Long COVID was investigated by researchers from Intermountain Health in Salt Lake City. The participants were asked to identify almost 150,000 people's cardiovascular symptoms in order to assess the effects of the disease.
Even patients with mild COVID-19 infections may have health difficulties for months or years following their infection. Nearly 19% of Americans who had previously tested positive for COVID-19 reported having "Long COVID," where they experienced symptoms for four weeks or more following the initial infection.
Researchers from Intermountain Health in Salt Lake City examined nearly 150,000 people for cardiovascular problems in an effort to quantify what Long COVID means now and might mean in the future for these patients.
Patients who tested positive for COVID-19 had greater chest pain in the six months to a year after the infection, according to the researchers.
Even mild COVID-19 infections may be able to have health problems for months or years after they were diagnosed. Researchers from Intermountain Health in Salt Lake City examined over 150,000 individuals for cardiovascular symptoms in an effort to quantify what Long COVID means now and might mean in the future for them.
Heidi T. May, PhD, PhD, is the principal investigator of the study who found chest pains to be a sign of future cardiovascular problems.
The findings of the Intermountain study will be presented at the American College of Cardiology's 2023 Scientific Conference in New Orleans.
Researchers compared three intermountain health patients in a massive retrospective study:
- 148,158 people ages 18 and up who tested positive for COVID and treated in an outpatient setting from March 2020 to December 31, 2021.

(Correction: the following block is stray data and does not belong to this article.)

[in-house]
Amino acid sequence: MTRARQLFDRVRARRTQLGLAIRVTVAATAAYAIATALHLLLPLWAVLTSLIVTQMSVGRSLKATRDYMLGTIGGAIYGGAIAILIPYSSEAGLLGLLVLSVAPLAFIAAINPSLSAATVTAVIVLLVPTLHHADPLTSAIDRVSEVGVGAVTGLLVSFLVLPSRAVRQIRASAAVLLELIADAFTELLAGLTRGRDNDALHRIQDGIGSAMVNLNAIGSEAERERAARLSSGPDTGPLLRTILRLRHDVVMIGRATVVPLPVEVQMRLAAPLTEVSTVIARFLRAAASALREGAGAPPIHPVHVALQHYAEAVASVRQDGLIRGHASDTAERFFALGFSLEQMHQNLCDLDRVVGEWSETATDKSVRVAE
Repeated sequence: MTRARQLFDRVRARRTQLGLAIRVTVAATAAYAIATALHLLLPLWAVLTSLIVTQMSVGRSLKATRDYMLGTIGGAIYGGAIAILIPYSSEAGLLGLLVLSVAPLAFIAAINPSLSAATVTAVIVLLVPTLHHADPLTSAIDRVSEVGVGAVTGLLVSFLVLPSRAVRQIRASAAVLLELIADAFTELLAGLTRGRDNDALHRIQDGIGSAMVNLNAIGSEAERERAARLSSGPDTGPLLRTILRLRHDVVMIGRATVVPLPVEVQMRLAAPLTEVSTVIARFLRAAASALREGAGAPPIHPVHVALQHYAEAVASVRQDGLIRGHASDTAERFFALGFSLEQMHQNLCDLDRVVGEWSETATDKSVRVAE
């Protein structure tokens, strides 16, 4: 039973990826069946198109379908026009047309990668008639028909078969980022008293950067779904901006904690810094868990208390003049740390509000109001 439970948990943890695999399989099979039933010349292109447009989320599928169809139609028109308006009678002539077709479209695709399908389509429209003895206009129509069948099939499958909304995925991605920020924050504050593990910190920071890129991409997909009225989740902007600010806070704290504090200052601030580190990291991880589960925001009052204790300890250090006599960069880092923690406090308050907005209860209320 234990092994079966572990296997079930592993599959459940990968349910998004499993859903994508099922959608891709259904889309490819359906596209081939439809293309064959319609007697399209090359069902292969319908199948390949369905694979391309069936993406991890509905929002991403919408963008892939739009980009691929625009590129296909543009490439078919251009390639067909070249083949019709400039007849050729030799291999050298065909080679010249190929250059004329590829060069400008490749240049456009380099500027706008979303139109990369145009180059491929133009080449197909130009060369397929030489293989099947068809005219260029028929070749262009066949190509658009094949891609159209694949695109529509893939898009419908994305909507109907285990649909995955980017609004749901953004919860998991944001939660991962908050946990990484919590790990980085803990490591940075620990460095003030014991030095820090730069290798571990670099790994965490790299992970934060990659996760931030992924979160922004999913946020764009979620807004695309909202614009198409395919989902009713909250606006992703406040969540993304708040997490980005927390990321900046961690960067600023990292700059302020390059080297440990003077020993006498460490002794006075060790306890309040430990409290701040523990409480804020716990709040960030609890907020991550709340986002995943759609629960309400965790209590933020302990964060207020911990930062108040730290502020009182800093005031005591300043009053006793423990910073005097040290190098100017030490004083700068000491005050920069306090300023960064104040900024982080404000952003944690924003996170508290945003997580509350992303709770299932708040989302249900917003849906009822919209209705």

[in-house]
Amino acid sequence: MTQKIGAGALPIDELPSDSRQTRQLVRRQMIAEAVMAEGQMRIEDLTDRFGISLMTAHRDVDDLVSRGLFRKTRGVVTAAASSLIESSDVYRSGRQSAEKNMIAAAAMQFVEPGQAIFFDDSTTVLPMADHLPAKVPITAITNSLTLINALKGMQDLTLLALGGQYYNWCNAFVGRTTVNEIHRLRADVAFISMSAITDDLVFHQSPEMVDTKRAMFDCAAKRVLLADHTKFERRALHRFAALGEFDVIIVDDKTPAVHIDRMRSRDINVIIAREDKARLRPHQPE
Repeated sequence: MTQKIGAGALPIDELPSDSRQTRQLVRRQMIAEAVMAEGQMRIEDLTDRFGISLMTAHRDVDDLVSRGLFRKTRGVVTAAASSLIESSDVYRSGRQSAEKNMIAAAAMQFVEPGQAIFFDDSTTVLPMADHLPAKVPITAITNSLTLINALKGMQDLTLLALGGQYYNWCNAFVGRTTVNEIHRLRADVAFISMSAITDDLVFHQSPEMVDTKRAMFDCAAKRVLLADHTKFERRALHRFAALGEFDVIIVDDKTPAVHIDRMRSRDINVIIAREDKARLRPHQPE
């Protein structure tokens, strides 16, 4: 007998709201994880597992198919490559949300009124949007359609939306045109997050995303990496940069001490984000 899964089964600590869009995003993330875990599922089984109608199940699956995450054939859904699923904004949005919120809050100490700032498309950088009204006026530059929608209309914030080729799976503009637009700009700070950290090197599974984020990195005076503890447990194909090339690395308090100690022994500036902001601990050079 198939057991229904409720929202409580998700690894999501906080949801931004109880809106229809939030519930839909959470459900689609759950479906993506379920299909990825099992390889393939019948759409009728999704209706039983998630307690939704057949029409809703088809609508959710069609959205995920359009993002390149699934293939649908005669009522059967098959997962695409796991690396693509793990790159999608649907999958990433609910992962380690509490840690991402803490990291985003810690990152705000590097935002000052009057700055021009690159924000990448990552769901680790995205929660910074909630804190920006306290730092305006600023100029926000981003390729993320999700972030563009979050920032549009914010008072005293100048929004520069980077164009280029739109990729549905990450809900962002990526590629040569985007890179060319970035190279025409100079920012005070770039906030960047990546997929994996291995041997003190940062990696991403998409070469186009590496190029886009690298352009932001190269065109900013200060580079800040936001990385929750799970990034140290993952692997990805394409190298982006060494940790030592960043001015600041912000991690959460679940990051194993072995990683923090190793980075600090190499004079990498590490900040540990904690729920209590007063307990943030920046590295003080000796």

- 148,158 Intermountain COVID negative patients of about the same age and gender, seen in the same months, as those who tested positive for COVID-19.
- 148,158 patients seen between January 1, 2018, and August 31, 2019, as a historical control, to account for how patients accessed healthcare different during the worst of the pandemic.
Patients who tested positive for COVID-19 at six months and one-year intervals displayed significantly greater chest pain rates, but no other increases in cardiovascular events, according to the Intermountain research team.
"The symptoms aren't necessary right now, but that's something that will need to be reassessed over the years," Dr. May said. "In the short term, it may be that the long-term effects of infection on the cardiovascular system are difficult to quantify due to diagnoses or other events, or that they won't be realized until longer follow-up."
The 72nd Annual Scientific Sessions of the American College of Cardiology and the World Heart Federation's World Congress of Cardiology are jointly hosted by the American College of Cardiology.